I totally agree, we should be our dog’s advocate and be as well informed as we can reasonably be so we can make cooperative care decisions with our vet.


  8. I don’t routinely vaccinate my 4 dogs for KC even though my vet always sends reminders. I do, however, vaccinate any of our dogs if I have to kennel them for a period. Intranasal only. Kennels require it.
    I love your blog.

    Thanks for all you do and say.

  9. Our latest foster dog (an only dog – owner surrender) and was administered the Bordetella vaccine – He got a nasty case of KC. Our 4 dogs did not get KC (they are not vaccinated for it) and while I attribute their resistance to keeping them separated for 10 days, they didn’t come down with any symptoms.

    Too many dogs are overvaccinated and, if a dog is in a shelter and develops a URI – the Bordetella vacc certainly isn’t going to help them get better.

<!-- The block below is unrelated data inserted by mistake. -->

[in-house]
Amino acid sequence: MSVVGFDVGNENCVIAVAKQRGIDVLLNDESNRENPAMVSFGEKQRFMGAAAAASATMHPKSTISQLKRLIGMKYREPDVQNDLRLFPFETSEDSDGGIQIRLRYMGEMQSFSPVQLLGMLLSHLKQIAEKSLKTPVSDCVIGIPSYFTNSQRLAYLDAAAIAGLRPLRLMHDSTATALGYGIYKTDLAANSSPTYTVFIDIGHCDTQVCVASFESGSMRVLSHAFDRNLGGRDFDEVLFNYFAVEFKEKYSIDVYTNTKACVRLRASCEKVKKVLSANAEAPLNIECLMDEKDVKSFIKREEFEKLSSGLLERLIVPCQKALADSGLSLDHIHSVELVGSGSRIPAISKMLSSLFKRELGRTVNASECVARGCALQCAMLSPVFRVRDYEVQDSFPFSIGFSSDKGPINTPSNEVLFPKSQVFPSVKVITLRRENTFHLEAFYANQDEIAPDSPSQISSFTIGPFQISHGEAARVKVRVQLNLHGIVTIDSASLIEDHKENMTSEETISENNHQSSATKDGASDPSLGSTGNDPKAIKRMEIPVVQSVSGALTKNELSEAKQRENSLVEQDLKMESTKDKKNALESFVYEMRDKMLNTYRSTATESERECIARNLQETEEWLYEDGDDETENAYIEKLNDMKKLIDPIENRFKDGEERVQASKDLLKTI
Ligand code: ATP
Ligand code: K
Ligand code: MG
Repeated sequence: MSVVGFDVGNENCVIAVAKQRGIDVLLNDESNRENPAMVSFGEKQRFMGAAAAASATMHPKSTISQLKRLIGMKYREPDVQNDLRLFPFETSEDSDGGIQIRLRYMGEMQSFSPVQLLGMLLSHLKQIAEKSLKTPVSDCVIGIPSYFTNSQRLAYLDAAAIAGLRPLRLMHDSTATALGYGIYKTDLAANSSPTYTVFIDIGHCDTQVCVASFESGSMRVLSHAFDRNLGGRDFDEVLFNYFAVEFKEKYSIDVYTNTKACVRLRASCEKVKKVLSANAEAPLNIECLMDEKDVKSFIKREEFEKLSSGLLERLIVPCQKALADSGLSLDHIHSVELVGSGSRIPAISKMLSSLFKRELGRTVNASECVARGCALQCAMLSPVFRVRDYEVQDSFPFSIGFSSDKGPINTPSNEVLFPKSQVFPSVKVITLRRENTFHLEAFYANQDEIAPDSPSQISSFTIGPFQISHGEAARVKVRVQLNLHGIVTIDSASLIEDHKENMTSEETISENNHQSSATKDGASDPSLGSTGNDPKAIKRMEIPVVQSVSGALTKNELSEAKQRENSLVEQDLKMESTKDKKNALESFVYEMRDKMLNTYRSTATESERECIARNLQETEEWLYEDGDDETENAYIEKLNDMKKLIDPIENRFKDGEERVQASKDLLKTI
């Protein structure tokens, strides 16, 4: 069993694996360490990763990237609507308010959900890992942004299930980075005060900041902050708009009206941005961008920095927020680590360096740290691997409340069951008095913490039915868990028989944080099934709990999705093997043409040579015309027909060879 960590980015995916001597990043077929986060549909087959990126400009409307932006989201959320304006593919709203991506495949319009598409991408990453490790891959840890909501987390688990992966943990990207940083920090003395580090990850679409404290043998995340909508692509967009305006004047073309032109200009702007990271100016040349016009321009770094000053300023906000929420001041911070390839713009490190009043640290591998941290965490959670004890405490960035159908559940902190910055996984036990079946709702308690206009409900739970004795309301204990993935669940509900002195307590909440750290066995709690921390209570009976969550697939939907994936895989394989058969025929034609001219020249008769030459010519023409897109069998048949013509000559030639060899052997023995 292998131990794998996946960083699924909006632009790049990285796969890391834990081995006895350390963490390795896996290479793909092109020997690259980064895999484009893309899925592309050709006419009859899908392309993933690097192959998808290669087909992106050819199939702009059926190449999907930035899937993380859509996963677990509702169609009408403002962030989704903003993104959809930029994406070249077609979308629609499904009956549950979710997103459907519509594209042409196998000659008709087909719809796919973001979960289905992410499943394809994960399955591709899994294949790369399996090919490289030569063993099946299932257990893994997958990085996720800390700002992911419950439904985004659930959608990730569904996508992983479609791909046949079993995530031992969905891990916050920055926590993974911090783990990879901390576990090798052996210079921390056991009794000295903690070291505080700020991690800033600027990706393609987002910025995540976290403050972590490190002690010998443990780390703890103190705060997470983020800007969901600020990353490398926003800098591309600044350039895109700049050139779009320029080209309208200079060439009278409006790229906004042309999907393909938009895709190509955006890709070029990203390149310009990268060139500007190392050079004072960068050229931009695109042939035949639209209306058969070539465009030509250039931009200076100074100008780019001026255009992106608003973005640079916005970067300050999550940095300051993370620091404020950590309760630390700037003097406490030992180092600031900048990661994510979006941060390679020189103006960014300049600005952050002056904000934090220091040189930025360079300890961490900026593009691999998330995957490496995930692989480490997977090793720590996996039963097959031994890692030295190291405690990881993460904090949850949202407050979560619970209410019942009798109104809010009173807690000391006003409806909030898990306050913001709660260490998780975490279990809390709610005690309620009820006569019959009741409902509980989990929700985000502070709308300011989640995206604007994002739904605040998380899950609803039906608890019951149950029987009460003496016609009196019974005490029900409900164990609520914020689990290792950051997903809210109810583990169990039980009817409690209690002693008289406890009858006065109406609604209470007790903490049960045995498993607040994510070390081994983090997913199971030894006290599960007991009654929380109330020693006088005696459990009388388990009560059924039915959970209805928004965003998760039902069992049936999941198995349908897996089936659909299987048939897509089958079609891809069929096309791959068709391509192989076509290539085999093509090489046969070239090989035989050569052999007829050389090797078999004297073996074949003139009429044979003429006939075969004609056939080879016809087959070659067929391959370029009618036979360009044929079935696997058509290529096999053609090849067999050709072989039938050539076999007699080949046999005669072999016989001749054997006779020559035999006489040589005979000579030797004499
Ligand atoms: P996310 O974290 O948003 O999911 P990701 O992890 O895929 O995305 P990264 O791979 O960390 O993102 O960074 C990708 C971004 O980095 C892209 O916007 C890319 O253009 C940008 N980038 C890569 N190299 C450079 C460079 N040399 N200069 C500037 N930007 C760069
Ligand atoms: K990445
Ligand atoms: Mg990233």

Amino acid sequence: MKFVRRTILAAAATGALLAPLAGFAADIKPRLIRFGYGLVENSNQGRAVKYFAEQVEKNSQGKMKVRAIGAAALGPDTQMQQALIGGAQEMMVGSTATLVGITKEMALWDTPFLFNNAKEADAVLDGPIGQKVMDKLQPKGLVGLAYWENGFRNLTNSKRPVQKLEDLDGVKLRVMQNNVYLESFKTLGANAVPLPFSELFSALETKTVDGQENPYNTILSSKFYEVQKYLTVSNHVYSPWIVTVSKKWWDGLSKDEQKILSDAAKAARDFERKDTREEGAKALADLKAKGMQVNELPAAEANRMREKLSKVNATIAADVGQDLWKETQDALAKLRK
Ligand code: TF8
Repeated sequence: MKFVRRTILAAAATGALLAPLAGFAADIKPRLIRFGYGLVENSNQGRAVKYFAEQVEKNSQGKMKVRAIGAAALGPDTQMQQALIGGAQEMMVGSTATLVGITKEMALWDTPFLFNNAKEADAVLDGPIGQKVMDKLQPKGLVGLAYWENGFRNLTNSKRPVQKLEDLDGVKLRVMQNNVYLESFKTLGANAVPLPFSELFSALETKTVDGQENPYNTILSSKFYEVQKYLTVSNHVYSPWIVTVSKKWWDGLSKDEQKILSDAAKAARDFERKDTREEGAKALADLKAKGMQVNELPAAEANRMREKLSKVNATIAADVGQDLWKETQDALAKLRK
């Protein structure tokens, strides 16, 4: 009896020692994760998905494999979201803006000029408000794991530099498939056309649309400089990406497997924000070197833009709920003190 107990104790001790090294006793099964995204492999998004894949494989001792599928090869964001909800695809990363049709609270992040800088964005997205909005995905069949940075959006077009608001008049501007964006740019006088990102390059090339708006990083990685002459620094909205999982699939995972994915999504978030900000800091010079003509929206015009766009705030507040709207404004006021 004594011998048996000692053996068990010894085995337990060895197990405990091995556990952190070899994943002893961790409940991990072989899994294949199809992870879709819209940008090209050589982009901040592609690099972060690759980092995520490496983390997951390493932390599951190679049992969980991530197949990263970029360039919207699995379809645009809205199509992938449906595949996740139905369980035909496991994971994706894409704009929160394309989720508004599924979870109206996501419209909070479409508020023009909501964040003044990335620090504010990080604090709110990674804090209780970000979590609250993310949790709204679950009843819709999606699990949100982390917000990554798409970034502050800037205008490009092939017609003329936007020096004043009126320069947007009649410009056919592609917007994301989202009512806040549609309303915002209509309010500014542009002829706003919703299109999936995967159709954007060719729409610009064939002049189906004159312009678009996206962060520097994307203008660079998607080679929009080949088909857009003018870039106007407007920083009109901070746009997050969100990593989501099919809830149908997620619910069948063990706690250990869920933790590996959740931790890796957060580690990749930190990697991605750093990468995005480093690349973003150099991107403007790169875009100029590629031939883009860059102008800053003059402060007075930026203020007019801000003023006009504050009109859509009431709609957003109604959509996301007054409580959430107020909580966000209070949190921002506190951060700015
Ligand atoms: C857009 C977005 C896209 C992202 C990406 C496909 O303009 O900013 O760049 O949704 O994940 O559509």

11. I took six dogs to a large Lab Specialty show in MD where kennel cough was running rampant. The only dog who got sick was the one dog who had been vaccinated.

    Thank you for your wise and wonderful blog.

  12. I do not get my dogs vaccinated for kennel cough. Instead, I make sure their immune systems are boosted so their bodies can fight off any infections. Any rescues that wander through my home and have symptoms of KC are given a homeopathic honey-based cough syrup and raw honey in between doses, as well as colostrum or raw goat milk to boost their immune system. Usually all symptoms are mild and gone within 2-3 days – 5 at the most. None of my dogs have gotten KC from the rescues. I also continue with the immune system boosting for as long as I can to give the rescues a head start on their new lives and hope the adopters will continue to keep them healthy and strong. Almost all of my dogs/rescues have come to me with compromised immune systems – chronic mange, hypothyroid, anemia, CRF, Addison’s Disease – so I try to vaccinate as little as possible to not challenge their immune systems any more than necessary. Oh and I also rawfeed and that has helped so much – my vets have been amazed at how well all my dogs are doing considering their medical history and have even advised me to not stop what I was doing since it was working!